Tuesday, January 28, 2014

All Time Low

Many times in my life I have wished to be a fly on the wall. Oh, the fun of listening in and witnessing something I shouldn't or couldn't! Some things are lost in translation while nothing beats up-close and personal. Yet bearing witness is sometimes impossible, other times impractical.

This year in my life, I am having trouble processing my own reality, so I don't seek access to other worlds. Instead, I wish all my non-teaching friends and family a fly's access to mine: a comfy spot somewhere on the cinder blocks or surveillance cameras to have a look-see, because--as my close friends and colleagues (read: other teachers being pushed to their limits) and I often comment-- "you can't make this sh*t up."

This year my colleagues and I walked into a new Connecticut teacher evaluation program based on Common Core Standards (on which we had no professional development or training); new evaluators (who are new to the district and do not, at present, teach); new software to track our evaluations, which remains barely ready for a test run but is permanently recording comments that may make or break our futures as educators; and new grade book software to replace software we had finally gotten used to and was more user-friendly than this version, which--again--is barely ready for a test run (even after midterms) nevermind permanent record-keeping.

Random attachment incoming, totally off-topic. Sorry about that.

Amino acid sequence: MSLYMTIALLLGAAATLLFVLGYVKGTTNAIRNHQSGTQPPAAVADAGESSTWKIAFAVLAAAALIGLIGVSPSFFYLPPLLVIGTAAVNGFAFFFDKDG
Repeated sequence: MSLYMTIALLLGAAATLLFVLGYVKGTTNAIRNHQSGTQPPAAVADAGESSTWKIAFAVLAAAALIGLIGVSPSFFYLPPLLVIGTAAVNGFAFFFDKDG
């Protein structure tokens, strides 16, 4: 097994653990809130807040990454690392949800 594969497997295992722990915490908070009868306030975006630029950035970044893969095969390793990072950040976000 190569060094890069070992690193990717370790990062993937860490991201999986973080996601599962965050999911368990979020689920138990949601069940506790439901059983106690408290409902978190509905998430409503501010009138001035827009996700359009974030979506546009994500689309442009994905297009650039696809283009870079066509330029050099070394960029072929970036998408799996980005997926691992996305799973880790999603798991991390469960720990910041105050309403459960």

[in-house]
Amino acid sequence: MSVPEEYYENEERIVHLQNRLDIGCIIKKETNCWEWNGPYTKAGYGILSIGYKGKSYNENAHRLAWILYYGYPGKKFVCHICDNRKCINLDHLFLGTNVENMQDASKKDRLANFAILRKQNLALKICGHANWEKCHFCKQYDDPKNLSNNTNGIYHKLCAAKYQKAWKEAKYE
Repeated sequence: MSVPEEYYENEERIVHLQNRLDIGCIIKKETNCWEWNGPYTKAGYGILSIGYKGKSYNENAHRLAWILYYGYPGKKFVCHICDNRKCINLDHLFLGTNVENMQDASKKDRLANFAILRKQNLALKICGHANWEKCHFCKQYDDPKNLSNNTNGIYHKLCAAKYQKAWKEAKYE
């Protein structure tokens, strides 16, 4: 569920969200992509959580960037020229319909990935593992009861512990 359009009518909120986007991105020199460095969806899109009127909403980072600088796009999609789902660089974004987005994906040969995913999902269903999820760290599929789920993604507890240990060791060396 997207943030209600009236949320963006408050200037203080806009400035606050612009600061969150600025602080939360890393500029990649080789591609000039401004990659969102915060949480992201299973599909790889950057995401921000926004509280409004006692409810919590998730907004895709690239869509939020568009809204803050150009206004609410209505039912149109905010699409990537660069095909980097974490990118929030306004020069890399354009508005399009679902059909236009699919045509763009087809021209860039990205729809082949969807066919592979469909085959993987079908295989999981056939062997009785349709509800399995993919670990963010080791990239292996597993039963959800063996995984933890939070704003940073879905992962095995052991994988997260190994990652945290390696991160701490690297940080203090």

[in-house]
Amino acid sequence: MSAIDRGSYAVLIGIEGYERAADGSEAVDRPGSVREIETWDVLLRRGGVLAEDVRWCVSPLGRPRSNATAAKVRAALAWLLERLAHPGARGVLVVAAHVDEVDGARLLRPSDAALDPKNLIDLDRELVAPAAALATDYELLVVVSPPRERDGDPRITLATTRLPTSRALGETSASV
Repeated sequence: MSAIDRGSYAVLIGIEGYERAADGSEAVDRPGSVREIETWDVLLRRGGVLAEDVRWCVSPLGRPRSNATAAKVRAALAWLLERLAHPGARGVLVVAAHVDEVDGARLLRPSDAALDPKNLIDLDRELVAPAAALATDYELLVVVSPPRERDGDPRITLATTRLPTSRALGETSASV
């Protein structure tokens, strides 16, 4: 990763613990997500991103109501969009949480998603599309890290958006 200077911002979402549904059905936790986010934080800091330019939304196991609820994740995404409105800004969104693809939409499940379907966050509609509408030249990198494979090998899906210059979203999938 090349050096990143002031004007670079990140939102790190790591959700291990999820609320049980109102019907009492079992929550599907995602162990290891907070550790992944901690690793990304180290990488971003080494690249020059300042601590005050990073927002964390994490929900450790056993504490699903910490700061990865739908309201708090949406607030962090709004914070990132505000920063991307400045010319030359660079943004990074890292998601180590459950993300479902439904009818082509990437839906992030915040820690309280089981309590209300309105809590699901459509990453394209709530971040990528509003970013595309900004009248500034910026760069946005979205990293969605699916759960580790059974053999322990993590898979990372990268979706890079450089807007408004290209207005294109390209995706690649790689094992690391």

And that's just the big stuff. It's the other, little stuff--the daily decisions and debacles--that has most of us either on the brink of insanity or retirement, clicking away at resumes and job sites, or walking down a short path to Betty Ford's door. Namely? 

...planned power outages at the end of a school day/the beginning of a semester..

...48 parking spots marked for staff (for 100 of us) with no parking restrictions for 500 driving students...

... ID badges with microchips in the name of safety while a dozen times this year our phone system has crashed and left us no connection to the outside world...

The list goes on, and some will make for humorous posts of their own.


My friends and I feel we have legitimate concerns. Our supervisors/evaluators/administrators think we are a bunch of complainers.

You don't need to weigh in, but I leave you with this:

Before I gave my Biology students their midterm exam grades the other day, I gave them index cards and asked them to answer two questions.1) how long did you prepare/study for the exam 2) what grade do you expect.

The results?

Suffice it to say I am at an all time low.





2 comments:

Tam said...

I'm sad to know that nothing is improving, not just for you but for the entire profession. Still, I commend you for staying and continuing to be one of the people who truly does make a difference.

Amy said...

Bravely, and well, stated.

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